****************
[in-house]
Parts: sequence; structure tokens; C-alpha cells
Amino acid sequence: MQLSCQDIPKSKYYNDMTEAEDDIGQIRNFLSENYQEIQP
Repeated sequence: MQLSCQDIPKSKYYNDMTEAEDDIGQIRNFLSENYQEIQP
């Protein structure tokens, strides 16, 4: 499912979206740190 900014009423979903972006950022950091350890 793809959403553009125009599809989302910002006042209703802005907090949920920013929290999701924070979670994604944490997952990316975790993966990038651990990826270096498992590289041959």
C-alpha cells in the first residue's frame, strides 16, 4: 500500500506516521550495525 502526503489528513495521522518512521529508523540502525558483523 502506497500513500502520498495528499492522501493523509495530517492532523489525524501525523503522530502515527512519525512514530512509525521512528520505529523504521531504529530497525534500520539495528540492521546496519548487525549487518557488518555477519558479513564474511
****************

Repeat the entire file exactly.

[in-house]
Parts: sequence; structure tokens; C-alpha cells
Amino acid sequence: MQLSCQDIPKSKYYNDMTEAEDDIGQIRNFLSENYQEIQP
Repeated sequence: MQLSCQDIPKSKYYNDMTEAEDDIGQIRNFLSENYQEIQP
């Protein structure tokens, strides 16, 4: 499912979206740190 900014009423979903972006950022950091350890 793809959403553009125009599809989302910002006042209703802005907090949920920013929290999701924070979670994604944490997952990316975790993966990038651990990826270096498992590289041959």
C-alpha cells in the first residue's frame, strides 16, 4: 500500500506516521550495525 502526503489528513495521522518512521529508523540502525558483523 502506497500513500502520498495528499492522501493523509495530517492532523489525524501525523503522530502515527512519525512514530512509525521512528520505529523504521531504529530497525534500520539495528540492521546496519548487525549487518557488518555477519558479513564474511